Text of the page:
This chapter has been written principally for people who manage others. If you're not a manager, you can learn a great deal about managing yourself for greater creative achievement. You may also learn more about what your manager might be looking for in you.
When running my ad agency years ago I found that there were many critical decisions that affected the quality and the success of our relationship with any given client and the creativity of the work we did for that client. Of all the decisions we made as managers that contributed to the success of an account team the most important by far was the choice of exactly who made up that team.
This talent selection process was particularly critical to me, as creative director, when assembling the copywriter and art director duo who would lead the creative development process on that account. Would they have the horses to do the job? Would they match up with the client's needs? Would they require a great deal of supervision or free me up for other fronts?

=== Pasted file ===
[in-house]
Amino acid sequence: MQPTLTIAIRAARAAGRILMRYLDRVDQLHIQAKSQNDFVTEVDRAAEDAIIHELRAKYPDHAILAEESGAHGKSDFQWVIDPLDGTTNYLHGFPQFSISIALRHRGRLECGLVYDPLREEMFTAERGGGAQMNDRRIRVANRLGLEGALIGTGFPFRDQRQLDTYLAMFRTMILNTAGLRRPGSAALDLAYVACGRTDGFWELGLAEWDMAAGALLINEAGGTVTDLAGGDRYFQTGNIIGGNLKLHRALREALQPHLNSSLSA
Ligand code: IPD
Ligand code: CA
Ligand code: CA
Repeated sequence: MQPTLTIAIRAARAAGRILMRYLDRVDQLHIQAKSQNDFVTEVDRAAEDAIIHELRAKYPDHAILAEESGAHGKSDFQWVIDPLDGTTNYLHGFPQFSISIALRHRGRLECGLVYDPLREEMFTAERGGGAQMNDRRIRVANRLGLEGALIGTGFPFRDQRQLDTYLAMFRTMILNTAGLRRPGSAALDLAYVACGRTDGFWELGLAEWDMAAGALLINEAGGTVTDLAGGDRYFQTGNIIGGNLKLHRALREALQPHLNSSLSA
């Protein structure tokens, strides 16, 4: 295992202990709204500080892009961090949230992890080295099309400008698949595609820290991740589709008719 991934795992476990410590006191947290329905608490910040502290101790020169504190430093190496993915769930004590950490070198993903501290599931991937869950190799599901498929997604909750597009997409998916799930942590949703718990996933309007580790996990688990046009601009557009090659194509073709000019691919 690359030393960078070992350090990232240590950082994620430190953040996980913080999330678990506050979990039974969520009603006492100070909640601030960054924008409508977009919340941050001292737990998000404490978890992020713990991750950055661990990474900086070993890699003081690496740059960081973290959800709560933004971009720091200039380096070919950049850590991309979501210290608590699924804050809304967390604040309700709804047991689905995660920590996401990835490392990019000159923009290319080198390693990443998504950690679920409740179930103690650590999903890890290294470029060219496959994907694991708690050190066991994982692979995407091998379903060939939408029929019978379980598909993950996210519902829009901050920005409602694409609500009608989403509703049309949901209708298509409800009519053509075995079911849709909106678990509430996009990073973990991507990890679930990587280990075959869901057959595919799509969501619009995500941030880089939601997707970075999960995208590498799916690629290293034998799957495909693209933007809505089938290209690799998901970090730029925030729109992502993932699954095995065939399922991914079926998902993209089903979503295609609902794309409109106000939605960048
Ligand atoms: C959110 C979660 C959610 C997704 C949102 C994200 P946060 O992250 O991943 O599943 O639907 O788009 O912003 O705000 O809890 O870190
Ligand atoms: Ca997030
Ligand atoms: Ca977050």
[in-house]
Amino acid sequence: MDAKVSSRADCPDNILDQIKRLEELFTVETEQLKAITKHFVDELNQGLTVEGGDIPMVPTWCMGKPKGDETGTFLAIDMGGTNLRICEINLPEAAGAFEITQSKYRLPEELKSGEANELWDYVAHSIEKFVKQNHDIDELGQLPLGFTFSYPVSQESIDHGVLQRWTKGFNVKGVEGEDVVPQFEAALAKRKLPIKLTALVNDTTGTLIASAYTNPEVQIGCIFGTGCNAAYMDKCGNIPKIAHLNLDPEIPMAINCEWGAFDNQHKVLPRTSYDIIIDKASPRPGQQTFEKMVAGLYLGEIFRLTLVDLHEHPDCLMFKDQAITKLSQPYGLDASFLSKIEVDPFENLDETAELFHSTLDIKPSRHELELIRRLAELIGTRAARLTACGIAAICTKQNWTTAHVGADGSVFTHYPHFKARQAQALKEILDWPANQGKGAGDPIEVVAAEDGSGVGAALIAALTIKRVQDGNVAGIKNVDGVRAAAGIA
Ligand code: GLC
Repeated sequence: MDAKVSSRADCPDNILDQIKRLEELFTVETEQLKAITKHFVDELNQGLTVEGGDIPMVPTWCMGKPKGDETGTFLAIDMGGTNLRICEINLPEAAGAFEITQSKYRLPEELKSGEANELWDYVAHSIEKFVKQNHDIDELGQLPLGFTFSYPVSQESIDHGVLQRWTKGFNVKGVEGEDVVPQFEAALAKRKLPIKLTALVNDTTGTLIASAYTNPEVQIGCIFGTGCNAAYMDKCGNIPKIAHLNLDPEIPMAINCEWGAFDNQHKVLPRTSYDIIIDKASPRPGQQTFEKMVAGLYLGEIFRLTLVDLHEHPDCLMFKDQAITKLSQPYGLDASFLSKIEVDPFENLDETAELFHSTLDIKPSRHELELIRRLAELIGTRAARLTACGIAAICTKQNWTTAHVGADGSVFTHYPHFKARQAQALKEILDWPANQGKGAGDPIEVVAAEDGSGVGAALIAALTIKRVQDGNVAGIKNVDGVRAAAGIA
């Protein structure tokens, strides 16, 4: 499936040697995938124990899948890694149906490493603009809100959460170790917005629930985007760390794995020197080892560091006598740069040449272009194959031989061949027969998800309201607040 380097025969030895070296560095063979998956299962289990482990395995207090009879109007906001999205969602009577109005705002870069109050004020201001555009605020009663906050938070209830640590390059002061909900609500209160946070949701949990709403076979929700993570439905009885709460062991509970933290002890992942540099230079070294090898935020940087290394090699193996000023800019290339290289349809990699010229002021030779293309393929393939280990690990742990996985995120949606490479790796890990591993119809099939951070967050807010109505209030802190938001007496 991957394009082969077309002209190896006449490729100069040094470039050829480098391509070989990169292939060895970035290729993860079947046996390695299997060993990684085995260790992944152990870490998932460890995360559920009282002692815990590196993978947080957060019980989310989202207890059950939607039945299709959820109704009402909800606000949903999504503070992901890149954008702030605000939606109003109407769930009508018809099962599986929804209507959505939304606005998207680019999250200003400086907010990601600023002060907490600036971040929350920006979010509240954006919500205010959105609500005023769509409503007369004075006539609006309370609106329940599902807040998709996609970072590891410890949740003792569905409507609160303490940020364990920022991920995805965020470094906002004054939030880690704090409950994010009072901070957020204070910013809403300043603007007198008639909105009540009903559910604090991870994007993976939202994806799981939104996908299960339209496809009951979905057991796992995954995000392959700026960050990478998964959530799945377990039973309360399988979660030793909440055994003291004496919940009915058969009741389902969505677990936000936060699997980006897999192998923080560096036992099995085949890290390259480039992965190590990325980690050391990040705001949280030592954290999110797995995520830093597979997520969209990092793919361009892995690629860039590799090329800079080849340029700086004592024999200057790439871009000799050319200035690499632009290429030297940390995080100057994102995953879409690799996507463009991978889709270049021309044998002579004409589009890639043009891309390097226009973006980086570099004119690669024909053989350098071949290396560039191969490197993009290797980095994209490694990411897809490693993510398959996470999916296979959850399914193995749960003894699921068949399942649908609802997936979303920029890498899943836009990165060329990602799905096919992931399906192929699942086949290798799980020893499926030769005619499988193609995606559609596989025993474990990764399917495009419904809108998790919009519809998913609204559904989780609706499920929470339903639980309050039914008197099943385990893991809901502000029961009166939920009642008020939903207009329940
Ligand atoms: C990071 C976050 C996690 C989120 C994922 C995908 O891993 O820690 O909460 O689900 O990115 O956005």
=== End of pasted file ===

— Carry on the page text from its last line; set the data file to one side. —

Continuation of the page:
I often found myself thinking of people in terms of drivers and others. Who's going to drive the creative process for this client, and who is simply going to contribute her or his role to the team?
Now understand, this was long before I became a creative thinking expert. But it was during these years of moving people around on the great game board of ad agency account teams that I first got the sense that not all people were the same kinds of creative animals. Therefore, to produce the greatest creative bounty, I needed to cultivate, or manage, these "idea creatures" differently from one to the next. I call this management process Mind Farming.
In the same way farmers have to manage pigs differently than cows and sheep differently than chickens, managers need to cultivate the various mind-sets of the different animals who work for them to reap the greatest results.
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